Friday, April 08, 2005


The name of this blog is Muccings...a play on my last name "Mucci." Most Blogs contain the musings, rambling thoughts and opinions of their owners, sooo.

Speaking of opinions, like belly buttons, every has one. Many among us believe that everyone's opinion has equal worth, equal value, deserve equal attention and respect. I will break the trend and strongly disagree. Not all opinions are created equal. Some of us give more thought to our opinions than do others. Some opinions are based on more accurate, or more helpful, or more timely, or more pertinent, information. The clarity or manner of expression and the time honored usefulness of opinions also affect their value.

For example, many parents assume all opinions are of equal worth when it comes to raising our children - it's no longer "father knows best" but "child", "peer", or "public school" knows best. We wind them up, give them money, send them off to friends and school, and vow to respect their opinion, no matter what it might be. Our own opinions are held in check - we don't want to offend or lose their respect. Hogwash! We have a 20 to 30 year head start on these new people. Their experimental behavior and opinions can't have half the value of our experience. We owe it to them to make our experience and our opinions known - even well into their adulthood when most older parents are brainwashed by most media into believing we lose our value as intelligent beings. This causes our future generations to lose the wisdom of the past. We wonder why there is a disconnect between our generations. I believe it is because the older generation is intimidated or brainwashed into believing that their opinions have less value.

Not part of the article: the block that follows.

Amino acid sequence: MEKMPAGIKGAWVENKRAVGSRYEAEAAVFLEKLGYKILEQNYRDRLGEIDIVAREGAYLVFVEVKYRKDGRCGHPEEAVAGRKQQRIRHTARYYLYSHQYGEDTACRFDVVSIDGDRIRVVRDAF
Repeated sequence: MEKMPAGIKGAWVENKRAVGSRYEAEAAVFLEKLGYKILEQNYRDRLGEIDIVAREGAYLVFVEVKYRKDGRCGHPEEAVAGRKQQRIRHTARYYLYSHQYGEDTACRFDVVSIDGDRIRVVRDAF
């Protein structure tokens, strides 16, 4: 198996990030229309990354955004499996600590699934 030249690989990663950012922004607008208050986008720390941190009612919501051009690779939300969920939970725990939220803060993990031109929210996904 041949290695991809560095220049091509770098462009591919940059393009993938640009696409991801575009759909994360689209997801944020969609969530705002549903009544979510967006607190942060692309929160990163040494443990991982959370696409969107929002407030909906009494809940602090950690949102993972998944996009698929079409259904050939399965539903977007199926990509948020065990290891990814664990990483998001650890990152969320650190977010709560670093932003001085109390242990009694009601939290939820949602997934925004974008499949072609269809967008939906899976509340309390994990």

All opinions have the right to be expressed. But not all opinions have equal value. Not all ideas or philosophical concepts have equal value. They do, however, have value and merit insofar as they are part of the marketplace of ideas. They all have the right to compete for recognition based on reason, truth, merit, helpfulness, and longevity of worth. The best opinions rise to the top over time. The weakest ones sink in the morass with most others. There are the "politically correct" opinions that seem true and appropriate at the time, but are they. Are they really true or good? Perhaps for the moment, to support a need or greed of the moment by one or more special interests. However, if they survive over time, then their worth is proven.

That aspect of longevity of worthiness of ideas and opinions is a good delineator between "conservative" and "liberal". A conservative holds to ideas and opinions that have withstood the test of time; a liberal tends to put experience and tradition in the background in favor of the new, unproven, and "politically correct." Mark me as a conservative. There is so much good and truth that we have forgotten over the generations. There is so much energy expended relearning the lessons of the past.

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